The ability of trainers to connect with students may be the most important element to Senior Planet’s success, Kamber told SHN. OATS prioritizes recruiting trainers who have an ability to empathize with how seniors approach learning about technology over experts such as computer programmers and engineers. It screens for people who are magnetic in front of a classroom.
“They have a lot of empathy and warmth, and are able to understand intuitively how to speak to someone that is effective but does not condescend or infantilize,” Kamber said.
OATS puts Senior Planet instructors through rigorous training and evaluates their effectiveness to determine their ability to connect with students. The students, meanwhile, are measured on five impact areas: social engagement; health and wellness; financial security; advocacy; and creativity.
This is deliberate, Kamber said. Senior Planet emphasizes the ability for technology to allow seniors to leverage technology to age with dignity and give them a “third stage” of life. Some Senior Planet graduates have used what they learned to become community advocates, start new businesses and tap into creative talents.
The ultimate goal here is engagement with the outside world and using technology to create better lives for themselves. The impact areas serve as more lasting quantifiable measurements than a senior’s ability to attach a file to an email or properly conduct a search on Google.
He believes Senior Planet’s services will become more important as baby boomers age into senior living over the next decade. An April study from Pew Research Center revealed that 10% of Americans do not use the internet. Of that number, 27% are age 65 and up.
Senior Planet is already picking up a significant number of boomers in its courses.
“The tech options for boomers are a moving target,” Kamber said.
Next stage growth
Senior Planet has grown considerably in the past five years, and Kamber believes the platform would be ideal for larger senior living providers seeking to bridge the technology gap. For example, a library or computer room inside a senior housing community could be repurposed into a Senior Planet center, outfitted with fully operational equipment and internet access, and staffed by an OATS instructor, separate from the provider’s operational structure.
Senior Planet’s growth to date has been in secondary and rural markets, and OATS has partnerships with senior centers and smaller communities in those markets. Kamber is confident the Senior Planet model can benefit national and regional providers, and that the program is built to scale.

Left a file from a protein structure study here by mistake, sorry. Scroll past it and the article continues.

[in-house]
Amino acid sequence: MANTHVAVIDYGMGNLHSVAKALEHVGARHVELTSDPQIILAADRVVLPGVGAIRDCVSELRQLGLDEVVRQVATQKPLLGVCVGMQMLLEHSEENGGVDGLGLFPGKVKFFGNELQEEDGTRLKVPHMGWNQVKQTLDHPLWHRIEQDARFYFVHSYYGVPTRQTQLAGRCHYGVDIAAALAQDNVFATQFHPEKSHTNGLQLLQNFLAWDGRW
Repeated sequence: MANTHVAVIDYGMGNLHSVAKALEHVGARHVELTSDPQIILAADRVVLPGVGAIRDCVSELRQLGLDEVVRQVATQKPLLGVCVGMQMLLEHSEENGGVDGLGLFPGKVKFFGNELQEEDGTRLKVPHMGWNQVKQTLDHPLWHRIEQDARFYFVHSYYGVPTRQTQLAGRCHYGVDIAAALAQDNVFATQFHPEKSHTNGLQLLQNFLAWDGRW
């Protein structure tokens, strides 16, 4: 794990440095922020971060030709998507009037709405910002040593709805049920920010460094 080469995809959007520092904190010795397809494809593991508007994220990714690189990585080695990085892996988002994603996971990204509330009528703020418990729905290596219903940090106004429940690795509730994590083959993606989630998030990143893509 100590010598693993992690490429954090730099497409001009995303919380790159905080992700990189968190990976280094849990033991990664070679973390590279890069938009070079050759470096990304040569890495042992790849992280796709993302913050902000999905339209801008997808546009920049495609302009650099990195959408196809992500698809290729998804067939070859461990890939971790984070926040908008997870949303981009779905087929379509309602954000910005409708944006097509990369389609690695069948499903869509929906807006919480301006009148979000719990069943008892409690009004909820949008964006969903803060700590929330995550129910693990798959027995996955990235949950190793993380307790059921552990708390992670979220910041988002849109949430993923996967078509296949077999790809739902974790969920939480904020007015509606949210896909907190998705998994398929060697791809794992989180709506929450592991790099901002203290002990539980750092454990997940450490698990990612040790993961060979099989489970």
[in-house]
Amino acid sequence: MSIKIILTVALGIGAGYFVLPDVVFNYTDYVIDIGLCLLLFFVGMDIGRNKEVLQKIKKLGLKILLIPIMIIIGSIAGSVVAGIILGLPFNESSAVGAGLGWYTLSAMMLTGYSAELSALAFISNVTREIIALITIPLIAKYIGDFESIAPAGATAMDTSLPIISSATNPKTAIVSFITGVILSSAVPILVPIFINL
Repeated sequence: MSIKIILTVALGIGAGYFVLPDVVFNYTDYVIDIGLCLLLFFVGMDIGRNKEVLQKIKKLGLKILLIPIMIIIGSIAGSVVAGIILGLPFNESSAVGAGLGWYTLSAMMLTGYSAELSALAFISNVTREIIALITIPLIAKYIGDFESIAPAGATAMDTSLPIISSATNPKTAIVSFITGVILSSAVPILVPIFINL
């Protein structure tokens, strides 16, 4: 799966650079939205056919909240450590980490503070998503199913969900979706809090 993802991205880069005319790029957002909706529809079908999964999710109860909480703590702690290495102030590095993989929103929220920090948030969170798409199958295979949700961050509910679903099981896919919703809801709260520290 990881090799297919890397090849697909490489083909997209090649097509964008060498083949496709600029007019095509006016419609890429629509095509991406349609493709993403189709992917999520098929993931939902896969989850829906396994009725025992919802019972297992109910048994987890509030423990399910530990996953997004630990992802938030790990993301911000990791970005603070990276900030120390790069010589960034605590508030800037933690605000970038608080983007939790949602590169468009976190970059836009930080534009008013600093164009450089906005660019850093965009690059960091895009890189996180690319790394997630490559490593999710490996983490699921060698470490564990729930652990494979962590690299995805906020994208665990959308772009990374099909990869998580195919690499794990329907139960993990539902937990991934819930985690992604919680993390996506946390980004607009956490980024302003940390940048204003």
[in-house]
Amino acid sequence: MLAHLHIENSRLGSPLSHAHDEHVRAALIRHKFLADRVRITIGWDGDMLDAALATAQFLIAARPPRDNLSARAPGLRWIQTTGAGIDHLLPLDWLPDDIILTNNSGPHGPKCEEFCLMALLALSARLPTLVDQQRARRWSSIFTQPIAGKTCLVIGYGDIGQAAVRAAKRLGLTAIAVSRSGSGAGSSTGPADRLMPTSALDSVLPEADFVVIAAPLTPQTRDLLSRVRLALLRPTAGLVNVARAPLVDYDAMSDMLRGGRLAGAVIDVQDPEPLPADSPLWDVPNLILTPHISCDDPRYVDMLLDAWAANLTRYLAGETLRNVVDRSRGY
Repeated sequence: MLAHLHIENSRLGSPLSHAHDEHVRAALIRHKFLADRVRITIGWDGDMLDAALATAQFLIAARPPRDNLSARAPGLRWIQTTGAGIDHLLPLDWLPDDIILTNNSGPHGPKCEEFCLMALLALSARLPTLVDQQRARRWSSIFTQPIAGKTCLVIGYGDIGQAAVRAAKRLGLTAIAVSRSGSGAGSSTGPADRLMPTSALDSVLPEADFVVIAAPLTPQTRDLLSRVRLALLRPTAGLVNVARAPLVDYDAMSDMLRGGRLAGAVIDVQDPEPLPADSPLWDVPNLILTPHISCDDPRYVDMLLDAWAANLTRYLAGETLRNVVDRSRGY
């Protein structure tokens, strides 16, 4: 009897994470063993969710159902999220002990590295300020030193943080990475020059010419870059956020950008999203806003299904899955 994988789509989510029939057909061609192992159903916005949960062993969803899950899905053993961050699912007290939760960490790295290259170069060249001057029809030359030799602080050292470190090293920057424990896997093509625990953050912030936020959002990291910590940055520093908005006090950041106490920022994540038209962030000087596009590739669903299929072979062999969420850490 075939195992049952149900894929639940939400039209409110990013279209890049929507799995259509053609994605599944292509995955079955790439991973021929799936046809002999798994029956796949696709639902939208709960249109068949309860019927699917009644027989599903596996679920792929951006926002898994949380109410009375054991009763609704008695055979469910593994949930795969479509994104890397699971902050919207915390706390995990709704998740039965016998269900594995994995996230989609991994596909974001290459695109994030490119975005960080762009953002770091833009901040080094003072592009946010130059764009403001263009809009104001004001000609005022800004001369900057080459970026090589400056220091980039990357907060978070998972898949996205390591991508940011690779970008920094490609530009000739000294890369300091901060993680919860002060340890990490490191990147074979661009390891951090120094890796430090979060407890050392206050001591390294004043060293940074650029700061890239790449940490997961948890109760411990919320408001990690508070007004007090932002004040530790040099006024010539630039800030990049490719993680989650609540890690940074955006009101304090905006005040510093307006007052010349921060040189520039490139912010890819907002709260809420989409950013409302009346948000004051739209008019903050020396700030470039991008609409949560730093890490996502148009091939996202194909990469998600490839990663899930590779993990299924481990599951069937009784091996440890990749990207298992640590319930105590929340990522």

OATS has had discussions with national and regional operators, but the issue that has not been overcome so far is one of money.
“Our challenge with providers is their margins are small, and any competitive advantage they commit to needs to be concise,” he said.
To that end, OATS hired former Masterpiece Living COO and Senior Innovation Advisor Khristine Rogers as state director of Senior Planet Colorado, and OATS is planning an aggressive expansion into the Colorado market. Kamber believes Rogers’ experience in an operator setting can bring progressive-minded providers into the fold, allowing a rapid scaling of Senior Planet’s platform.
OATS is also revamping its online presence, in order to create a global network of members. Kamber hopes to have 200,000 Senior Planet members in the next three years.
The work so far is promising. OATS has diversified its funding over the years from nearly 80% federal, state and local grants to a 50-50 mix of corporate funding and government grants and corporate/philanthropic sources. Senior Planet New York also recently received primary funding through T-Mobile CEO John Legere, and OATS is entering into affinity relationships with health insurance, telecom and financial companies to produce content geared toward a senior audience.
These initiatives highlight what Kamber believes is the intersection of tech and social engagement he sees Senior Planet occupying.
“Senior Planet is not about the tech, but the conversations and opportunities that arise when someone asks a tech question as a starting point,” he said. “We’re also a social change organization — we’re activists.”